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HomeArts/LeisurePss-s-st! "Sullivan's!" In Charleston! Pass it on!!

Pss-s-st! “Sullivan’s!” In Charleston! Pass it on!!

Recently I had occasion to travel to Charleston, South Carolina. Going home has always been a special thing for me. Going out to the Atlantic Ocean is my favorite seaside pastime. On this trip a good friend took us to a islanders’ favorite hangout which I can now boast is well worth the trip, all on its own.

The exterior of Sullivan\'s

Author Turner McCullough Jr. outside Sullivans

Sullivan’s Island is home to Fort Moultrie, one of the fortifications which fired on Fort Sumter in the Charleston harbor, thus initiating the Civil War. The island is a small stretch of land with it’s own lighthouse, historic sea captain homes, fortifications and bunkers of Fort Moultrie, but it enjoys a lively commercial district of eateries, guest houses and taverns. Most of these places open for the evening meal during the week and brunch on Sundays. The best of these is “Sullivan’s,” a seafood paradise at 2019 Middle Street, a family friendly dinning place that has been around for over two decades.

Sullivan\'s Wayfarer ChowderI treated myself to the Ft. Moultrie Steamer: steamed Alaskan King crab legs, peel & eat shrimp, corn on the cob, smoked sausage and drawn butter. As I am a New England Clam Chowder fiend, I ordered that as my appetizer. I must confess Sullivan’s won me over with the very first spoonful. A hearty bowl of creamy chowder, saturated with clams, diced potatoes, dill and mouthwatering taste sensations was my reward. I was a goner!

The steamer platter came out steaming! The aromas were divine. Alaskan King Crab legs and claw, a generous serving of steamed shrimp, corn on the cob, smoked sausage and shaved butter melded together to just simply engulf my senses, and they succeeded!! I admit I attacked my steamer with dogged determination. The peep and eat shrimp were first on the list. Dipping the shrimp and the corn in the shaved butter and then biting in was such joy. My friend just sat there watching me indulge in this wondrous offering. I am a Charleston native and this was native seafood favorites prepared to delight and satisfy.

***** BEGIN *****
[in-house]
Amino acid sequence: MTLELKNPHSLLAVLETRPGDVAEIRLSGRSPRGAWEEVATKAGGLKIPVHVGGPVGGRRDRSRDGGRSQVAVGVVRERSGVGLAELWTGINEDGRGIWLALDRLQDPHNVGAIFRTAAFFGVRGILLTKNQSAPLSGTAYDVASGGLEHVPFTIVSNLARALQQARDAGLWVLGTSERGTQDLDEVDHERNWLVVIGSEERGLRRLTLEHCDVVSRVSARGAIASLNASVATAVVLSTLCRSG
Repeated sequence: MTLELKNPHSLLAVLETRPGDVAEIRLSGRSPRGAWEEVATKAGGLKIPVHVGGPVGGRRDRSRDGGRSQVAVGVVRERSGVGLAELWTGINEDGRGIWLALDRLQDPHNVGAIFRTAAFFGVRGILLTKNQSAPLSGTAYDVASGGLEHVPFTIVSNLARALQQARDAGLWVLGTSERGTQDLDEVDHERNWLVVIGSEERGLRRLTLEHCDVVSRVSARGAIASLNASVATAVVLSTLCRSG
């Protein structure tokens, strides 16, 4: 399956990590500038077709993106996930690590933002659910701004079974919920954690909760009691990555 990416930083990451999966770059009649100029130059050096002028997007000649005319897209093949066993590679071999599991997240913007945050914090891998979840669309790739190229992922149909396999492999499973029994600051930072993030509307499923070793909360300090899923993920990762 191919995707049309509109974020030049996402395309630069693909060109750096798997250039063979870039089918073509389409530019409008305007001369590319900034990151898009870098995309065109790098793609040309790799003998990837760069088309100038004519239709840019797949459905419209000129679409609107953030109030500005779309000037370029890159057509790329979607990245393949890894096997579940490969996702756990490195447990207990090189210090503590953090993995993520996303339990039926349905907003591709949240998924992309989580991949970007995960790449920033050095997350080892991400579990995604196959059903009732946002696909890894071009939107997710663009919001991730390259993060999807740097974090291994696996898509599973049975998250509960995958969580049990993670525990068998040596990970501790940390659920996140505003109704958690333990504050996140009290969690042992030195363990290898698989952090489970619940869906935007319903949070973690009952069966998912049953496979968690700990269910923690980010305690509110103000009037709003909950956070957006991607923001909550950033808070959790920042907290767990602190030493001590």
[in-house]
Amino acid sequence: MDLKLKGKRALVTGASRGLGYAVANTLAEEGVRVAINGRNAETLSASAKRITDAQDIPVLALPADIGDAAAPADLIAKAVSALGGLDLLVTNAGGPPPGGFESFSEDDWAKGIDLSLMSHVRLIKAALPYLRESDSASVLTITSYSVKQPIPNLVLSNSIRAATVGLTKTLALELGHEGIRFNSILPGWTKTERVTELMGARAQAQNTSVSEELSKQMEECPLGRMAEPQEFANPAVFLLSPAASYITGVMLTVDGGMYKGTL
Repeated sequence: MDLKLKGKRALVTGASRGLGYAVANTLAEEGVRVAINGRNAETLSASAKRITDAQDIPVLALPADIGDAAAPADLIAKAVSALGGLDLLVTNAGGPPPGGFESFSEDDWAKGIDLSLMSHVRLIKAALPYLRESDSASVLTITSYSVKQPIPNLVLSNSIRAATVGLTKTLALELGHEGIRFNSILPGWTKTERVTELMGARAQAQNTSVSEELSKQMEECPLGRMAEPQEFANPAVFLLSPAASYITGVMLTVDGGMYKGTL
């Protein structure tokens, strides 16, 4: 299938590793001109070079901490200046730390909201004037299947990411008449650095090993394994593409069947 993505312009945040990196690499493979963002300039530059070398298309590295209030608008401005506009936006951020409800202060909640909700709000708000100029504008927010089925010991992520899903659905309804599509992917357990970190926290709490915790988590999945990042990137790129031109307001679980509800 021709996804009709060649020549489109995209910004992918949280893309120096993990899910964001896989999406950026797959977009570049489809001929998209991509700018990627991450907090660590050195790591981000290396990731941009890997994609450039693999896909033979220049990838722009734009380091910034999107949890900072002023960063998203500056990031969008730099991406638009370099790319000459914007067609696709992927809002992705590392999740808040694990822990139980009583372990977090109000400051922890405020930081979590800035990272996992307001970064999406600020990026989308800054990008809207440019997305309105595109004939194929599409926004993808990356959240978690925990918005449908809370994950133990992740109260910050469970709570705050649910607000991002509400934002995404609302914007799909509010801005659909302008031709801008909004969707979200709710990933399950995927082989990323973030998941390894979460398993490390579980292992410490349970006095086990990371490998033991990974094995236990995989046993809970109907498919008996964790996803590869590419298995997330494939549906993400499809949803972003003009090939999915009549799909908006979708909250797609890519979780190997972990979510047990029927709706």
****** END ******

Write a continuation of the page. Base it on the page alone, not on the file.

Fort Moultrie Steamer Platter

The King Crab was no small offering. Trying to retain a modicum of restraint, I used the shell cracker and worked each leg appendage loose and extracted its prize of crabmeat, dipping it in the shaved butter and guiding it to my waiting tastebuds. It was worth the work of extraction. I tempered this with the smoked sausage which proved to have a unique flavor of its own. I’m told it’s a special Charleston recipe of seasonings, but I will only say, “Go get some, quick!” This was about forty-five minutes of gourmet taste indulgences. I was so engrossed in enjoying my meal, my friend noted that it was the first time he had seen me fail to offer to share my selections. I admit my guilt- it’s true. I didn’t even think to offer a bite. BUT, it was just too intoxicating to consider!

The author savors tasty crab claw meat.

My friend and the restaurant treated me to a tasting of their Key Lime Pie. Grandmother’s recipe, mind you! I will only say this – “There IS NO equal. Hands down, I have never tasted better.” It was the perfect companion to my steamer and I must say, “what a delightful experience it was for my tastebuds. It was simply, Sublime!” I asked to kiss the pastry chef! It’s that good. And there are no pictures of that!

So, if you allow yourself only one Atlantic Coast journey this summer, I urge you to let it be to Charleston. Enjoy the roar of the Atlantic Ocean, the waves breaking on the shore, the pelicans drifting overhead and go to “Sullivan’s” on Sullivan’s Island. Tell them, “Turner send his regards, and asks how’s the pastry chef?” <www.sullivansrestaurant.com> Phone: 843-883-3222.

Island pier fortification fishing point Barrier reef at the boat launch point

Shoreline fisherman with the Boathouse in background

Side detail of Geodesic Home Schnooer off Sullivan\'s IslandGeodesic Beach Home

This unique “dome” shaped home was the only structure to survive a major hurricane.


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